Postcard from… The Juke Joint Festival, Clarksdale, Mississippi

Welcome to this week’s Postcard From – the feature where I chat to some lucky explorer about their recent travels. If you would like to take part please get in touch – or @em_luxton – I would love to hear from you!

This week’s Postcard comes from Betsy Steichen, the traveller behind the awesome blog Just One Backpack. Betsy says “I’ve learned a lot about lugging stuff around while travelling. Keep it simplePostcard From Clarksdale Mississippi and pack light. You don’t need much. It’s amazing how far a small backpack, sensible shoes and a waterproof jacket can get you.” A great philosophy, and one I could learn from; I especially love Betsy’s advice “take twice the money and half the clothes”.

Welcome, Betsy! Where did you go?

I hit the road for 6 weeks travelling through eastern Texas, Cajun Country in Louisiana and the Mississippi Delta. The trip itinerary was fairly loose except for getting to Clarksdale Mississippi to attend the Juke Joint Festival on a certain weekend. Located along the Sunflower River, this great city in the Yazoo-Mississippi Delta is steeped in history. The first cotton crop commercially produced entirely by machinery, from planting to baling, was grown during the year 1944 on 28 acres owned by the Hopson Planting Company of Clarksdale, Mississippi. Clarksdale has also served as home at one time or another to: Muddy Waters, W.C. Handy, John Lee Hooker, Sam Cook, Ike Turner, the Staple Singers, the Five Blind Boys, and many others. Clarksdale is everything to Mississippi Blues and the Juke Joint Festival is just one of many festivals throughout the year to celebrate the music.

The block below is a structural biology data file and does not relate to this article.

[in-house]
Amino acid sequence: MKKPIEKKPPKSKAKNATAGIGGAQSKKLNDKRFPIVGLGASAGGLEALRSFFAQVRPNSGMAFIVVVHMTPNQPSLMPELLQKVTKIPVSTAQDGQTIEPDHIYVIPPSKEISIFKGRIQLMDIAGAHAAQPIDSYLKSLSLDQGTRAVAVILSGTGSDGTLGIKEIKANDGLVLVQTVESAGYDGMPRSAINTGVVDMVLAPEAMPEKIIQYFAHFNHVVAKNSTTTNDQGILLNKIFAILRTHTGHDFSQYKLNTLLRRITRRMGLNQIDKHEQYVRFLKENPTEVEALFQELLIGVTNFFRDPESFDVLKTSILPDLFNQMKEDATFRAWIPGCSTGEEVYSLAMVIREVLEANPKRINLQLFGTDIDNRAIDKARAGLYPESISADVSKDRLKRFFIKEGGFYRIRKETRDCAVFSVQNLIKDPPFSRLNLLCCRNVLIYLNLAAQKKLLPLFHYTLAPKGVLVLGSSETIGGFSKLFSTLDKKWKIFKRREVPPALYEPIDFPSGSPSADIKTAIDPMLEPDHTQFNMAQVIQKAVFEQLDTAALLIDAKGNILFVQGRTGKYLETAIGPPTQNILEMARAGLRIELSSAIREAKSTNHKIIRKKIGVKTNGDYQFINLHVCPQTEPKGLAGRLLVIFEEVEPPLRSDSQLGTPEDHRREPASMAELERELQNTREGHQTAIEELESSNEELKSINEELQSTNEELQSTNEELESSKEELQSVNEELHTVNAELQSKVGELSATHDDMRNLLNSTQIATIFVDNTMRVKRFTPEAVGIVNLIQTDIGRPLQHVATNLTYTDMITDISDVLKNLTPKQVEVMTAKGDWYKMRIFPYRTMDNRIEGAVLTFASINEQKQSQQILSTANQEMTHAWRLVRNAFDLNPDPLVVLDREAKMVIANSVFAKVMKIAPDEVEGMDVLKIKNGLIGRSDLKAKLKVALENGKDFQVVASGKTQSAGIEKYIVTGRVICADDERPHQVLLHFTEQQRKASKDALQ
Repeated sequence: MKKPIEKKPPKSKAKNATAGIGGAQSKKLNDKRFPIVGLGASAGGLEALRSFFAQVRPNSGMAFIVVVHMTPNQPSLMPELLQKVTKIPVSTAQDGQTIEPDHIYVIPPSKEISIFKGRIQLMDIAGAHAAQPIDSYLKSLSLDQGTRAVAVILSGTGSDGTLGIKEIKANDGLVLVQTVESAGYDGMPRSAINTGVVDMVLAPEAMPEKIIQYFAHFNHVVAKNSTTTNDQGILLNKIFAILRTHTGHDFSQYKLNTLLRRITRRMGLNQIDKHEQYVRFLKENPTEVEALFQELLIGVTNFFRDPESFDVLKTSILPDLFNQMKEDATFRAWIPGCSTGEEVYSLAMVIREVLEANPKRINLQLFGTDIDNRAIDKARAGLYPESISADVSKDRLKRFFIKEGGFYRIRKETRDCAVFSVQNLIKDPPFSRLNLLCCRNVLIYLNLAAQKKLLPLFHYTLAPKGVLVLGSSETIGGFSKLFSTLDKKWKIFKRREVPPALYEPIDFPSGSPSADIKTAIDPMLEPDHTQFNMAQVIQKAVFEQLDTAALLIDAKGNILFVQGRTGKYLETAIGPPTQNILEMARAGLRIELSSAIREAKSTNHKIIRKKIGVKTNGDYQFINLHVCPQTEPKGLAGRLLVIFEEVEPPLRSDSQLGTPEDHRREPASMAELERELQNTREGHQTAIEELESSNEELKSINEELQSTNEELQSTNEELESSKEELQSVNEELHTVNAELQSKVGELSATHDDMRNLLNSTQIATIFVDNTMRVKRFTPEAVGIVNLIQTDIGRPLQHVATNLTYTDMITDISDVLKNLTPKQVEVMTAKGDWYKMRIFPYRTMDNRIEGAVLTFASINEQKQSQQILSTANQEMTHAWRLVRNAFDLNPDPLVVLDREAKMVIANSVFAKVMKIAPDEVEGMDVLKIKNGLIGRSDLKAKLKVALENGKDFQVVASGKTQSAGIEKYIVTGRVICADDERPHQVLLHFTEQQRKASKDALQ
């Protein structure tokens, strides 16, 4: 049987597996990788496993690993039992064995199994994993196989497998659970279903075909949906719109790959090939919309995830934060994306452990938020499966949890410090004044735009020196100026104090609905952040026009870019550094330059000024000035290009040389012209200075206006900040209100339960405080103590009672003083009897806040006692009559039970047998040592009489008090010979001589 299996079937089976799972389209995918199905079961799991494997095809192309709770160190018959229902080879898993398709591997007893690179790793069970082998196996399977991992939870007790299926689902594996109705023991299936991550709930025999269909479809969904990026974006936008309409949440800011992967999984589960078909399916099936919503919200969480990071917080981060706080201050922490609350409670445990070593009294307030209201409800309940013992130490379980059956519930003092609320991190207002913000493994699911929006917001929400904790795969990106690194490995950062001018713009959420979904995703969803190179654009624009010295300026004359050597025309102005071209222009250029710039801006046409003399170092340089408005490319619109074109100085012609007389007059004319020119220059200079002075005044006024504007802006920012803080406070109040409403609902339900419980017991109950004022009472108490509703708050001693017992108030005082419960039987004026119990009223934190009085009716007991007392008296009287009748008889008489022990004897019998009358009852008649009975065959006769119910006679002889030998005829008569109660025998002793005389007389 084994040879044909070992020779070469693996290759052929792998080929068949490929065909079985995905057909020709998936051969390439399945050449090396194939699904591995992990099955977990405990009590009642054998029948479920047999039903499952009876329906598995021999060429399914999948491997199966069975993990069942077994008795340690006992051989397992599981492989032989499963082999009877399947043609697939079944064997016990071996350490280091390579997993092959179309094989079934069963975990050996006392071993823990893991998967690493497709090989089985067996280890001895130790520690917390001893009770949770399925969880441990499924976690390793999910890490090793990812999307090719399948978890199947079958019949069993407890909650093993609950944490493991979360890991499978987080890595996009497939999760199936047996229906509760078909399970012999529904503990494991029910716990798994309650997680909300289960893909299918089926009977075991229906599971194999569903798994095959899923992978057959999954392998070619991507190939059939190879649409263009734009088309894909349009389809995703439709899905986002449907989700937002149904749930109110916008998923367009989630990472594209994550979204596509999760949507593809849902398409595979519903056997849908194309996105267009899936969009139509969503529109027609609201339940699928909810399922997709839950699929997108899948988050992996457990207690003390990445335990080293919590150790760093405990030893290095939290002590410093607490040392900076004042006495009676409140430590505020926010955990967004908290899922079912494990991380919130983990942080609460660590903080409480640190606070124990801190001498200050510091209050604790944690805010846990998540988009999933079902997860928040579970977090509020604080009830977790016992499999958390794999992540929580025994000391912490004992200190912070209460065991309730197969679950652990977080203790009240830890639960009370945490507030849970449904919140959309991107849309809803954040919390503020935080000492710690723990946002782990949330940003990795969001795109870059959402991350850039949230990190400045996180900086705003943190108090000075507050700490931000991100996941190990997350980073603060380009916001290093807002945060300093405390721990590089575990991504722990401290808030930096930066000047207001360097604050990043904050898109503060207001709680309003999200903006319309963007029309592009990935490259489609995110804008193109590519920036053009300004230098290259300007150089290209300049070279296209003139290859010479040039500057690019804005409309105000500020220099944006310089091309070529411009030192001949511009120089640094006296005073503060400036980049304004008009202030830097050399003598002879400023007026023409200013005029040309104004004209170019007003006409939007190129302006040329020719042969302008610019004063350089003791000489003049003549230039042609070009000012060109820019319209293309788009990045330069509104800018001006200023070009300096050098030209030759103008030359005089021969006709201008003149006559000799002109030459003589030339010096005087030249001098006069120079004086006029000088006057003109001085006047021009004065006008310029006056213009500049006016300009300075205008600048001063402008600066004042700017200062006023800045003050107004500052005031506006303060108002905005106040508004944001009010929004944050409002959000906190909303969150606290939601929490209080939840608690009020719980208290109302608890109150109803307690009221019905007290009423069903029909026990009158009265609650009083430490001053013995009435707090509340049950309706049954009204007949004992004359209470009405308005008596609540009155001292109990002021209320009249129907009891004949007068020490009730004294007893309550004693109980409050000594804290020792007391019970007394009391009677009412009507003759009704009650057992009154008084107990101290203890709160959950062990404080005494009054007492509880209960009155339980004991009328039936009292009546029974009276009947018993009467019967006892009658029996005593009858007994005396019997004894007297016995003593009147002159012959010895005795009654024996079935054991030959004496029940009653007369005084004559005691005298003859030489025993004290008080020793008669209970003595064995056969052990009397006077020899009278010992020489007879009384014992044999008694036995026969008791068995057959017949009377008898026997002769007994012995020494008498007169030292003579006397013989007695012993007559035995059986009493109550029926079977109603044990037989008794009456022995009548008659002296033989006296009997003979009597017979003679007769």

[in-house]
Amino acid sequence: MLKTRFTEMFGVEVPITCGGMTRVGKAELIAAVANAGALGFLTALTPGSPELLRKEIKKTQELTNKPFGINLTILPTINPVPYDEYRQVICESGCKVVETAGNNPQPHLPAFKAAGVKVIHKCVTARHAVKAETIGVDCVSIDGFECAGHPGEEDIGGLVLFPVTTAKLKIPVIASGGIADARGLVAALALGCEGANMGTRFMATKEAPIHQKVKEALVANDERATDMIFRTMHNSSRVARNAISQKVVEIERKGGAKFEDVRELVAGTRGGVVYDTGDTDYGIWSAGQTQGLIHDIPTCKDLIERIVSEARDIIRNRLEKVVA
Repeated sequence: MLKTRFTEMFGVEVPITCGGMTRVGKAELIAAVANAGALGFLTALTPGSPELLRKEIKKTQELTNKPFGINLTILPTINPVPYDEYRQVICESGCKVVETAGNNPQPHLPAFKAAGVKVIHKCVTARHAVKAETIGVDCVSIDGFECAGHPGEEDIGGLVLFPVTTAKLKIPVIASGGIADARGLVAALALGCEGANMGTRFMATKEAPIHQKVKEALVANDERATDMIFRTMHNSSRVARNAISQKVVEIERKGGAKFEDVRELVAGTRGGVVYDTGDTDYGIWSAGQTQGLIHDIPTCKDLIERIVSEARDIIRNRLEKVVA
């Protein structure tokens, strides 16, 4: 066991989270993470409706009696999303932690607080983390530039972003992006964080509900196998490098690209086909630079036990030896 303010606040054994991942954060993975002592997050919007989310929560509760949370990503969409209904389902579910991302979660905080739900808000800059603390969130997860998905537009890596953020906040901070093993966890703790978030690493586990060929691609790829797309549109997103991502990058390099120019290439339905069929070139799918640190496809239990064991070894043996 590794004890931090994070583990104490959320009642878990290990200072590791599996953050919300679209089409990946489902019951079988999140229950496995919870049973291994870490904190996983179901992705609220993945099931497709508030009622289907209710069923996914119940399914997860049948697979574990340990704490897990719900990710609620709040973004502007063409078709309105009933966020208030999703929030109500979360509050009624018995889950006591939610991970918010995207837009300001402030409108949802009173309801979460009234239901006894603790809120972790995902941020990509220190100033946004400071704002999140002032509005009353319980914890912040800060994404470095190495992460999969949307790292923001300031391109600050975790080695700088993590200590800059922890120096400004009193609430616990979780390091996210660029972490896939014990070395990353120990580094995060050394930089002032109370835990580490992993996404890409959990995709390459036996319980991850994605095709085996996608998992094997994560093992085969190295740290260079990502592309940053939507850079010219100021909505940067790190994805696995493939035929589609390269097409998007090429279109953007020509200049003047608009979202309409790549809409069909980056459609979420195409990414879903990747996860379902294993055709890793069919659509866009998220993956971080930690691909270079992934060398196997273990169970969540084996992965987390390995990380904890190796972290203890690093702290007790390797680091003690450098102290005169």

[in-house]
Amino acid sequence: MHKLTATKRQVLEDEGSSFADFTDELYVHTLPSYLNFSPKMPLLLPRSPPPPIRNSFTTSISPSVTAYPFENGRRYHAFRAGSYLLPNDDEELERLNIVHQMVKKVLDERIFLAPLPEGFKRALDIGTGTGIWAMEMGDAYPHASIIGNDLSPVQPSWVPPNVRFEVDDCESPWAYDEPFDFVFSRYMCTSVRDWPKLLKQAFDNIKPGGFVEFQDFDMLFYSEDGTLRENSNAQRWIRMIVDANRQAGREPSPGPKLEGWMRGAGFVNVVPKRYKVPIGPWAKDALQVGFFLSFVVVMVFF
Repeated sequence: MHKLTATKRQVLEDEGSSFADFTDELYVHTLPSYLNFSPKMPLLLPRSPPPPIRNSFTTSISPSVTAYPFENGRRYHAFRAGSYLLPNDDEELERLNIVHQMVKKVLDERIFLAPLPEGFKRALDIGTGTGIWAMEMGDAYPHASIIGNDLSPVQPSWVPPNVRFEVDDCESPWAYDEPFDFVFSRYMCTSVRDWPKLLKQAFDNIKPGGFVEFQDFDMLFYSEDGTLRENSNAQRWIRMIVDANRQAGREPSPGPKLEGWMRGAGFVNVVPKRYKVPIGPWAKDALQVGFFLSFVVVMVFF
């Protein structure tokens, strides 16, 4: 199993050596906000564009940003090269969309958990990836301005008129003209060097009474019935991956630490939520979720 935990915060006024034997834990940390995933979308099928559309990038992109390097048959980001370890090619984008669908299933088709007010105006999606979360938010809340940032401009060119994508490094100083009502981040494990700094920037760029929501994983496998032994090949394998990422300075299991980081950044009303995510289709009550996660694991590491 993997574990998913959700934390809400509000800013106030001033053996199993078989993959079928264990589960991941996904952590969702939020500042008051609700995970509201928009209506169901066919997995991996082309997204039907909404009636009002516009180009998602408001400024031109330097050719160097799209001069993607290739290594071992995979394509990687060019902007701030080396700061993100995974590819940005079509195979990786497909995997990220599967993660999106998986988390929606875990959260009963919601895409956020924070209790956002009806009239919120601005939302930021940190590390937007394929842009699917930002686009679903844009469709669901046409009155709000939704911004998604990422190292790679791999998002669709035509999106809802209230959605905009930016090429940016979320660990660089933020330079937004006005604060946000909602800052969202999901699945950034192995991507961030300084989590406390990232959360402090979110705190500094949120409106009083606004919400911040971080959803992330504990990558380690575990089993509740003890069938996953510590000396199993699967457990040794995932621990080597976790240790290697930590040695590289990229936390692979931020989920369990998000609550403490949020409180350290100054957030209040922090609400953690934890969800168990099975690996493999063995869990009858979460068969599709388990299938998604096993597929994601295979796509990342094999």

Postcard From Clarksdale Mississippi

Sounds very cool! Did you stay somewhere nice for the festival or was it camping all the way?

We camped at the Coahoma County Expo Center Fairgrounds which was nothing more than a place to lay your weary head down. There were “permanent residents” in this treeless field, nonworking electrical outlets and the bathrooms became a sorry sight two days day before the festival even started, but the price was right and the neighbors friendly. If you plan ahead you can find all kinds of great accommodations in the area, you don’t have to camp in a field.

What was the highlight of your trip?

We covered a lot of miles during our road trip but the Juke Joint Festival was definitely one of the highlights. The low key festival is officially only one day but the days leading up to and following were just overflowing with talent. Over the course of the weekend we got to see and meet a lot of great musicians on a variety of stages from the sidewalk outside local businesses to a full on stage at Ground Zero.